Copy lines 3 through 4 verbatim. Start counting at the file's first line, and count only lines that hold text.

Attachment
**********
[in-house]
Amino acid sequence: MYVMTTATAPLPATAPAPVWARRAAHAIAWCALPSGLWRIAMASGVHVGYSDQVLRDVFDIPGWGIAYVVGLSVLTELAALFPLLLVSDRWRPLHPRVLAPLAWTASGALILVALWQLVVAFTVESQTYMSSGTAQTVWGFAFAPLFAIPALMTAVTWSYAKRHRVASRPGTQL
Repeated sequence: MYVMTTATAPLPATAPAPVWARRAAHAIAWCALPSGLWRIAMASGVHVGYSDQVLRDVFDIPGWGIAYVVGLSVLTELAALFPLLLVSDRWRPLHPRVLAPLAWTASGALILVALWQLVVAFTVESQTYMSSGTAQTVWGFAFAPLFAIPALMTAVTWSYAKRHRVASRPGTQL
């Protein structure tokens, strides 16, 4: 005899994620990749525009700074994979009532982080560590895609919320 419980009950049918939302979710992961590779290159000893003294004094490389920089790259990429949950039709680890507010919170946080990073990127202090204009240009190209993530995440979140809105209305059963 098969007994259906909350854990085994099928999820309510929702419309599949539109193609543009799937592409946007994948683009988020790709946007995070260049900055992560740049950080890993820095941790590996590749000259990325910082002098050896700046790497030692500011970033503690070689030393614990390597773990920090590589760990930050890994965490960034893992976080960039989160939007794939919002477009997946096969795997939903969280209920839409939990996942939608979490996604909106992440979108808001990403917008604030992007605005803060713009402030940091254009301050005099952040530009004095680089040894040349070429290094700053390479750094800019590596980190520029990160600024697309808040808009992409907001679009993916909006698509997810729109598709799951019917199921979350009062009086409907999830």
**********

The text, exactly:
Repeated sequence: MYVMTTATAPLPATAPAPVWARRAAHAIAWCALPSGLWRIAMASGVHVGYSDQVLRDVFDIPGWGIAYVVGLSVLTELAALFPLLLVSDRWRPLHPRVLAPLAWTASGALILVALWQLVVAFTVESQTYMSSGTAQTVWGFAFAPLFAIPALMTAVTWSYAKRHRVASRPGTQL
């Protein structure tokens, strides 16, 4: 005899994620990749525009700074994979009532982080560590895609919320 419980009950049918939302979710992961590779290159000893003294004094490389920089790259990429949950039709680890507010919170946080990073990127202090204009240009190209993530995440979140809105209305059963 098969007994259906909350854990085994099928999820309510929702419309599949539109193609543009799937592409946007994948683009988020790709946007995070260049900055992560740049950080890993820095941790590996590749000259990325910082002098050896700046790497030692500011970033503690070689030393614990390597773990920090590589760990930050890994965490960034893992976080960039989160939007794939919002477009997946096969795997939903969280209920839409939990996942939608979490996604909106992440979108808001990403917008604030992007605005803060713009402030940091254009301050005099952040530009004095680089040894040349070429290094700053390479750094800019590596980190520029990160600024697309808040808009992409907001679009993916909006698509997810729109598709799951019917199921979350009062009086409907999830």